Gianni Moscon will be leaving Ineos Grenadiers at the end of the season, after six years with the British team.
Italian rider Moscon, who has been a the centre of multiple controversies in recent years, will be making the switch to Astana from next year on a two-year contract.
The 27-year-old, previously a promising one-day racer, has struggled for form in recent years but said he is making the switch in search of a new challenge.
Moscon, from Trento, said: “After six years spent in one team, I am going to take a serious step in my career. I think that this is a kind of challenge for me, motivation to keep on growing, and a new experience that I am sure will be successful. Over the years, I have managed to accumulate a lot of experience, and now I would like to use it to the fullest in a new team, in a new environment.”
During his career, Moscon has come close to winning some of the biggest races, including fifth in Paris-Roubaix, third in the Tour of Flanders, and fourth in the World Championships.
But he has also been the centre of headlines away from his results, most recently in the 2020 Kuurne-Brussels-Kuurne, where he was caught on camera throwing a competitors bike out of the way, hitting another rider with it in the process - the latest in a long list of controversies that includes racially abusing a rider in 2017 and hitting another rider in the 2018 Tour de France.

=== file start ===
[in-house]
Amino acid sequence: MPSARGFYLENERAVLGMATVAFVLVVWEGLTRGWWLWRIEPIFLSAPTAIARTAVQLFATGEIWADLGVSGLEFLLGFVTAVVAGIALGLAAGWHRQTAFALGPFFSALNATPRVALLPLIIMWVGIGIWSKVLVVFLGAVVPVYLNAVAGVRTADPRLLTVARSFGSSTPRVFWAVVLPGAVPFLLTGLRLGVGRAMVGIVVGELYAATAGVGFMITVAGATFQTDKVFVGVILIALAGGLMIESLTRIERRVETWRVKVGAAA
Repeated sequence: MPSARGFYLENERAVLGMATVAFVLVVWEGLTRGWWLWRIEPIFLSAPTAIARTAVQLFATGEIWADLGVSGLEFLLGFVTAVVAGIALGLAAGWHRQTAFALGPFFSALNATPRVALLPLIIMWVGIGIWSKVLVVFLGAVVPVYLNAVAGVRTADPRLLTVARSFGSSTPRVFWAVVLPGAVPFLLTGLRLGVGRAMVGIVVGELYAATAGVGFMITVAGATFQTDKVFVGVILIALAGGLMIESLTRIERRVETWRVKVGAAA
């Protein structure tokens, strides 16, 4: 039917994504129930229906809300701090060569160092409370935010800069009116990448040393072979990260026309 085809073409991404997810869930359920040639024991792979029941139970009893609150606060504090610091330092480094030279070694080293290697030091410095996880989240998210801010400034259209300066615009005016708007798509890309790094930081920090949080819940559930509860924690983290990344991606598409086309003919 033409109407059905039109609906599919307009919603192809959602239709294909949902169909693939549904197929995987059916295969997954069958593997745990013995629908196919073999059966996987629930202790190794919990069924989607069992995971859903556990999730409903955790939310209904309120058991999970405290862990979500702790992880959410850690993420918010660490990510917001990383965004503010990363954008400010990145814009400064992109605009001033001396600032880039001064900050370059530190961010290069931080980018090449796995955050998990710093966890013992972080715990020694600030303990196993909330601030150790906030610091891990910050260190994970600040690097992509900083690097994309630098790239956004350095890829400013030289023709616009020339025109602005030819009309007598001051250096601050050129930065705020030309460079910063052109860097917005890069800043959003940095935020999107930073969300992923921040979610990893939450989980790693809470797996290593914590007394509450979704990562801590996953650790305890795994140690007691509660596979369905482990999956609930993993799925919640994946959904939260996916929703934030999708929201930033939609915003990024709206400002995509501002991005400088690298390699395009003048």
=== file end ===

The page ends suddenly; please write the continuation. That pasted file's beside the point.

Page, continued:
Astana manager Alexandr Vinokourov said: “As well as being suited to one-day races and individual time trials, Gianni is a reliable team rider who can provide powerful support for the team’s Grand Tour leaders. After six years in the same team, we hope that this move to Astana will allow Gianni to further develop as a rider, especially as he is still young, and will inspire him and help him to unlock his rich potential even more."
Alex is the digital news editor for CyclingWeekly.com. After gaining experience in local newsrooms, national newspapers and in digital journalism, Alex found his calling in cycling, first as a reporter and now as news editor responsible for Cycling Weekly's online news output.
Since pro cycling first captured his heart during the 2010 Tour de France (specifically the Contador-Schleck battle) and joining CW in 2018, Alex has covered three Tours de France, multiple editions of the Tour of Britain, and the World Championships, while both writing and video presenting for Cycling Weekly. He also specialises in fitness writing, often throwing himself into the deep end to help readers improve their own power numbers.
Away from journalism, Alex is a national level time triallist, avid gamer, and can usually be found buried in an eclectic selection of books.
Driver cleared of killing cyclist after claiming 'no recollection' of fatal crash
The crash occurred in 2018, with the jury's verdict delivered yesterday
By Ryan Dabbs •
Here are six riders moving down from the WorldTour in 2022
Some pretty big names will be taking the step down as more teams look to build to a WorldTour licence in the coming years
By Tim Bonville-Ginn •